Detecting Ovulation Defects: Explaining the Luteal Phase and the Corpus Luteum

Page content

Detecting Ovulation Defects

To aid in fertility, women must be vigilant to their body, and pay particular attention to clues that indicate they are in ovulation- mode! Their cervical mucus is usually sticky and clear but at mid cycle it is stretchy, in abundance and has a consistency of an egg white, which means ovulation will happen in approximately 36 hours. Ovulation test kits are also readily available at drugstores for purchasing.

The term luteal phase is coined after the corpus luteum, which is Latin for yellow body. The corpus luteum is a structure that grows on the surface of the ovary, where a mature egg was released at ovulation. This is the time period calculated from the day after ovulation and runs through the remainder of a woman’s monthly cycle - called the luteal phase. It usually lasts between 12 – 16 days, and will not vary by more than a day. This part of the cycle starts at ovulation and then ends on the day before the next menstrual period.

This period of time is when a woman produces progesterone, and her temperature then increases. This higher temperature acts as an incubator, which is important to mature a fertilized egg, if conception occurs. The corpus luteum makes progesterone to prepare the body for pregnancy and a luteal phase must be at least 10 days long for implantation to occur. Therefore, a woman with a shortened luteal phase is a cause for fertility problems.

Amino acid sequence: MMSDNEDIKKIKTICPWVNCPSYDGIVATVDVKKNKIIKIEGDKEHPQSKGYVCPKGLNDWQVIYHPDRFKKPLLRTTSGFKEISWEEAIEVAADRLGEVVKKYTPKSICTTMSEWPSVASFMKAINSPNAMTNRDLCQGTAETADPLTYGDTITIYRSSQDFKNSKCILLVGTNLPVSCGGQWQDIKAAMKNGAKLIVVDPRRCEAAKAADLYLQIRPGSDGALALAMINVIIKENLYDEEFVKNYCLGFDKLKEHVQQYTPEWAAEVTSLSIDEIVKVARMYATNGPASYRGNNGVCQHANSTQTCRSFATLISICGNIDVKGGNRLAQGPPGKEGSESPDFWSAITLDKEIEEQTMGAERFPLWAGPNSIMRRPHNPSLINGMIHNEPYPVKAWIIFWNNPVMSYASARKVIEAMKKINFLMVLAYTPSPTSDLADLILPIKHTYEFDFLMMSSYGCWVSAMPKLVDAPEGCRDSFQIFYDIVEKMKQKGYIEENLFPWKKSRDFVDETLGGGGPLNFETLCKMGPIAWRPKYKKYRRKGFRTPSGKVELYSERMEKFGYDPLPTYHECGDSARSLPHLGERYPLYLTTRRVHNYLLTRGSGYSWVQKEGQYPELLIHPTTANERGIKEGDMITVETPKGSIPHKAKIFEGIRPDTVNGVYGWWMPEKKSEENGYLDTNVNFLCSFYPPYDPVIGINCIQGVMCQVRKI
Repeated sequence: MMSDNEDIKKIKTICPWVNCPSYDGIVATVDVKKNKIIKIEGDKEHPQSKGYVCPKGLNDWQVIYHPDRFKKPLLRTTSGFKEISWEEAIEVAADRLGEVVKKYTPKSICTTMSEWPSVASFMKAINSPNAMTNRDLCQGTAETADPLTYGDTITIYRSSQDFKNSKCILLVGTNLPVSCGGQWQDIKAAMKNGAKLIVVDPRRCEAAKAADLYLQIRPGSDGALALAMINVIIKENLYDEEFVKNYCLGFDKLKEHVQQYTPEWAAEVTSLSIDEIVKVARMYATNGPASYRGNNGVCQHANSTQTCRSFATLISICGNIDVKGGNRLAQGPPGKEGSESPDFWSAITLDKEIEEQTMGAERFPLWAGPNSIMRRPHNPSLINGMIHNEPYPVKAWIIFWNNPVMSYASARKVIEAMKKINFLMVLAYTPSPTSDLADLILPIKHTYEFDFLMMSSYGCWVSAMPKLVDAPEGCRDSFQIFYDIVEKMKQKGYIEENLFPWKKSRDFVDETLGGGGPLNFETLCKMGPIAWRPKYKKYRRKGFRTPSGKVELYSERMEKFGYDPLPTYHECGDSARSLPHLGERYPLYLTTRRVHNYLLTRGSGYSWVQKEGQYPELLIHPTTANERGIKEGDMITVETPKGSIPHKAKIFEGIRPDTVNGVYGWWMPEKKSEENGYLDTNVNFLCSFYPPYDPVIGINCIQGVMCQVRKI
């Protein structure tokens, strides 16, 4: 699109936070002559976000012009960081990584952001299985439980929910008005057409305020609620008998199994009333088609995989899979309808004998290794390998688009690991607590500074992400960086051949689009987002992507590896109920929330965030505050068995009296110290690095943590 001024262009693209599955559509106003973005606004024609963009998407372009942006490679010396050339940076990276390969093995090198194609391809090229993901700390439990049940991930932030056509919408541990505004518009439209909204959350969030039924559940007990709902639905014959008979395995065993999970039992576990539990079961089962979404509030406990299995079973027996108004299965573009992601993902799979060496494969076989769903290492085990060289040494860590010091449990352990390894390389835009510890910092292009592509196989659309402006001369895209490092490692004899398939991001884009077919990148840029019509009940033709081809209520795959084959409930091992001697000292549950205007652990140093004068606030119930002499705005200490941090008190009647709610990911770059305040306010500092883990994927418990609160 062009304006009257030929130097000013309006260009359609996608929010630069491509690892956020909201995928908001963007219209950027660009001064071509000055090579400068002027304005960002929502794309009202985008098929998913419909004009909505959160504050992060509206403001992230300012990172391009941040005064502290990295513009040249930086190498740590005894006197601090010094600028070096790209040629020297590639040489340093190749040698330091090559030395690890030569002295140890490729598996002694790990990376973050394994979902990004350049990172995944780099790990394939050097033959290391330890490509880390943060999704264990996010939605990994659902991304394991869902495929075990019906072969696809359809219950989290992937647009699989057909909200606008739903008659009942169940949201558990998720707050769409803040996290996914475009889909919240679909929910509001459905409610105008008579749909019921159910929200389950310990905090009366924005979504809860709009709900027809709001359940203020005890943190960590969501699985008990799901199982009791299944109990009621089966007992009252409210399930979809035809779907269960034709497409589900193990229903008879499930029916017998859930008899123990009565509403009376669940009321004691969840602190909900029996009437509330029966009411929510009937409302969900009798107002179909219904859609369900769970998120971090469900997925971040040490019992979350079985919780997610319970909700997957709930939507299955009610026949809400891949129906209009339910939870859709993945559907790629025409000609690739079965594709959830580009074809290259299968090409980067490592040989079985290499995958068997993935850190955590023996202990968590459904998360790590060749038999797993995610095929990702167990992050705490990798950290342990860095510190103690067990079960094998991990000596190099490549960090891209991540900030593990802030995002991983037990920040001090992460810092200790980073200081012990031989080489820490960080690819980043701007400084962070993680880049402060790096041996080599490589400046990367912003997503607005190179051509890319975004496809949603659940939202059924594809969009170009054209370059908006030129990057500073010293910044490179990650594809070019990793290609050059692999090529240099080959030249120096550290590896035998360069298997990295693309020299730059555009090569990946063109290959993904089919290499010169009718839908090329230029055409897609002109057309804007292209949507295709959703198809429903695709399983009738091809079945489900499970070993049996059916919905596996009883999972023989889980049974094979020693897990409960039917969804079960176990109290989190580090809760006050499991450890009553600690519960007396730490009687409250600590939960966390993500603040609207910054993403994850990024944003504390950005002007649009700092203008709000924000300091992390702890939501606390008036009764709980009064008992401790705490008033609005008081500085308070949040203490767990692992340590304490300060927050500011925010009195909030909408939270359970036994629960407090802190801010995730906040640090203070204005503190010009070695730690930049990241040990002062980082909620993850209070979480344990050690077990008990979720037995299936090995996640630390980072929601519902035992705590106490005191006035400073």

Even if ovulation does not happen at the normal time period, knowing the length of the luteal phase can help a woman to know exactly when the menstrual period is due. This reduces the belief of those say they always have “late periods”. Women can chart their luteal phase on their calendar and they can then realize that perhaps it is their ovulation being delayed, that they were not actually late. The average length is 14 days for most women, but the only way to determine the exact length of a luteal phase is through hormone-specific blood tests.

In a pregnant woman, during the luteal phase, the fertilized egg will travel from the fallopian tube and into the uterus for implantation. A luteal phase which is anything under 10 days it is considered a luteal phase defect. Some physicians think that if the luteal phase is under 12 days, that it could be a problem. An early miscarriage is a risk for when there is conception for women with a luteal phase defect. This defect can cause the uterine lining to break down, bringing on menstrual bleeding, which then causes the early miscarriage. The main cause for a luteal phase defect is low progesterone levels due to poor follicle production, premature demise of the corpus luteum or failure of the uterine line to respond to normal levels of progesterone. There are several ways to correct this type of defect, either through over-the-counter remedies and/or with prescription drugs.